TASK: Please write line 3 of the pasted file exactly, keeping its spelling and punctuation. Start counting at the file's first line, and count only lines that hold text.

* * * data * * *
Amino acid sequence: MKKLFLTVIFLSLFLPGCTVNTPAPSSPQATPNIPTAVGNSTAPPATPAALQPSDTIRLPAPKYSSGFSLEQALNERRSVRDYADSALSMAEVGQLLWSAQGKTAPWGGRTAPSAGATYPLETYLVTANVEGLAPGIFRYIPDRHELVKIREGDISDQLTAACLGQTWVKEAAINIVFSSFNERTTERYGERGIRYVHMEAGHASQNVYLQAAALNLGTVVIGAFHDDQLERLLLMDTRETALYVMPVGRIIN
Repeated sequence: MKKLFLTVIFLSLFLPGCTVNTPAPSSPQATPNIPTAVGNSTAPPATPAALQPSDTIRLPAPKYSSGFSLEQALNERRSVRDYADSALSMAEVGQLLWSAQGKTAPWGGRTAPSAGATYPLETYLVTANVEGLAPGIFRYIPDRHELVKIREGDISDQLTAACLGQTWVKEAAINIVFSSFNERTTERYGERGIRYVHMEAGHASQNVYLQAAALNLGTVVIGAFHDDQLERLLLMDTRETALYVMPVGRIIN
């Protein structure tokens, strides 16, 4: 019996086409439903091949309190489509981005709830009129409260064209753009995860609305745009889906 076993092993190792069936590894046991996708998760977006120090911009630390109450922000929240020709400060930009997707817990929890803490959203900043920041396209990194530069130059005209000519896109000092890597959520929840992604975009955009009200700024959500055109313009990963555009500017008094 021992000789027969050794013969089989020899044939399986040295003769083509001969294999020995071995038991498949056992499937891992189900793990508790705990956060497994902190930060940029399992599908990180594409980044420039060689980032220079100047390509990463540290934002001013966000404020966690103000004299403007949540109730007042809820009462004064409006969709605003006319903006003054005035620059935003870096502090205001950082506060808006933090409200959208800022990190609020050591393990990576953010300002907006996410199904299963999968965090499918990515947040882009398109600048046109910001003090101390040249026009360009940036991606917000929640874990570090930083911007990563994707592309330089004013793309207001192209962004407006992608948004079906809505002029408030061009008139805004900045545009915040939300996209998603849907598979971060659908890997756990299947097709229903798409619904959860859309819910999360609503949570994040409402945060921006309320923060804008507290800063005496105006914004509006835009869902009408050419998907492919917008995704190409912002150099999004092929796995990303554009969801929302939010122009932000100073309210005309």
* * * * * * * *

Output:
């Protein structure tokens, strides 16, 4: 019996086409439903091949309190489509981005709830009129409260064209753009995860609305745009889906 076993092993190792069936590894046991996708998760977006120090911009630390109450922000929240020709400060930009997707817990929890803490959203900043920041396209990194530069130059005209000519896109000092890597959520929840992604975009955009009200700024959500055109313009990963555009500017008094 021992000789027969050794013969089989020899044939399986040295003769083509001969294999020995071995038991498949056992499937891992189900793990508790705990956060497994902190930060940029399992599908990180594409980044420039060689980032220079100047390509990463540290934002001013966000404020966690103000004299403007949540109730007042809820009462004064409006969709605003006319903006003054005035620059935003870096502090205001950082506060808006933090409200959208800022990190609020050591393990990576953010300002907006996410199904299963999968965090499918990515947040882009398109600048046109910001003090101390040249026009360009940036991606917000929640874990570090930083911007990563994707592309330089004013793309207001192209962004407006992608948004079906809505002029408030061009008139805004900045545009915040939300996209998603849907598979971060659908890997756990299947097709229903798409619904959860859309819910999360609503949570994040409402945060921006309320923060804008507290800063005496105006914004509006835009869902009408050419998907492919917008995704190409912002150099999004092929796995990303554009969801929302939010122009932000100073309210005309």